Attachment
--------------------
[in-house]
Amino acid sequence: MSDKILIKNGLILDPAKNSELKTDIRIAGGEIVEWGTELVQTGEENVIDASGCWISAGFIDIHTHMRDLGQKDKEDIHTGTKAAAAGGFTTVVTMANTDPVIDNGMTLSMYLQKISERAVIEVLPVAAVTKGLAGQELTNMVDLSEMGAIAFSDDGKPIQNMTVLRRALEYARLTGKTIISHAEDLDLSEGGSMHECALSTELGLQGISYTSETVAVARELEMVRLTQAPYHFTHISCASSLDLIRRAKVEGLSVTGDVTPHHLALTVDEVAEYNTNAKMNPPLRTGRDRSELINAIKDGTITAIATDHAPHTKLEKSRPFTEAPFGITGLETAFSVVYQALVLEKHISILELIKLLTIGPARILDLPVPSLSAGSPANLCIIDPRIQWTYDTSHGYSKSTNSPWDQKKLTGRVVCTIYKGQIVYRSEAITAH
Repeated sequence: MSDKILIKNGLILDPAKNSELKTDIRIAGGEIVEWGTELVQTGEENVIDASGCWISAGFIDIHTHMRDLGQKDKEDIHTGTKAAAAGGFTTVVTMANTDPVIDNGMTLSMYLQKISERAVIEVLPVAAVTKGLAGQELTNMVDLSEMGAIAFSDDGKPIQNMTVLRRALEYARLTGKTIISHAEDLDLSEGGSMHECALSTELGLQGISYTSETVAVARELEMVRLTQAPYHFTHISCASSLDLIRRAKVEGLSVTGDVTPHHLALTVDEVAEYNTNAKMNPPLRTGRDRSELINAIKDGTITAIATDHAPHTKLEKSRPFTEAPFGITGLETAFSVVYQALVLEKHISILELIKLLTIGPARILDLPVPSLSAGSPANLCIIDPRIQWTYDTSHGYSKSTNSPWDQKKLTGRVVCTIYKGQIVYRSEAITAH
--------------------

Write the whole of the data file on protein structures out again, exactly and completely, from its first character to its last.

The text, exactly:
[in-house]
Amino acid sequence: MSDKILIKNGLILDPAKNSELKTDIRIAGGEIVEWGTELVQTGEENVIDASGCWISAGFIDIHTHMRDLGQKDKEDIHTGTKAAAAGGFTTVVTMANTDPVIDNGMTLSMYLQKISERAVIEVLPVAAVTKGLAGQELTNMVDLSEMGAIAFSDDGKPIQNMTVLRRALEYARLTGKTIISHAEDLDLSEGGSMHECALSTELGLQGISYTSETVAVARELEMVRLTQAPYHFTHISCASSLDLIRRAKVEGLSVTGDVTPHHLALTVDEVAEYNTNAKMNPPLRTGRDRSELINAIKDGTITAIATDHAPHTKLEKSRPFTEAPFGITGLETAFSVVYQALVLEKHISILELIKLLTIGPARILDLPVPSLSAGSPANLCIIDPRIQWTYDTSHGYSKSTNSPWDQKKLTGRVVCTIYKGQIVYRSEAITAH
Repeated sequence: MSDKILIKNGLILDPAKNSELKTDIRIAGGEIVEWGTELVQTGEENVIDASGCWISAGFIDIHTHMRDLGQKDKEDIHTGTKAAAAGGFTTVVTMANTDPVIDNGMTLSMYLQKISERAVIEVLPVAAVTKGLAGQELTNMVDLSEMGAIAFSDDGKPIQNMTVLRRALEYARLTGKTIISHAEDLDLSEGGSMHECALSTELGLQGISYTSETVAVARELEMVRLTQAPYHFTHISCASSLDLIRRAKVEGLSVTGDVTPHHLALTVDEVAEYNTNAKMNPPLRTGRDRSELINAIKDGTITAIATDHAPHTKLEKSRPFTEAPFGITGLETAFSVVYQALVLEKHISILELIKLLTIGPARILDLPVPSLSAGSPANLCIIDPRIQWTYDTSHGYSKSTNSPWDQKKLTGRVVCTIYKGQIVYRSEAITAH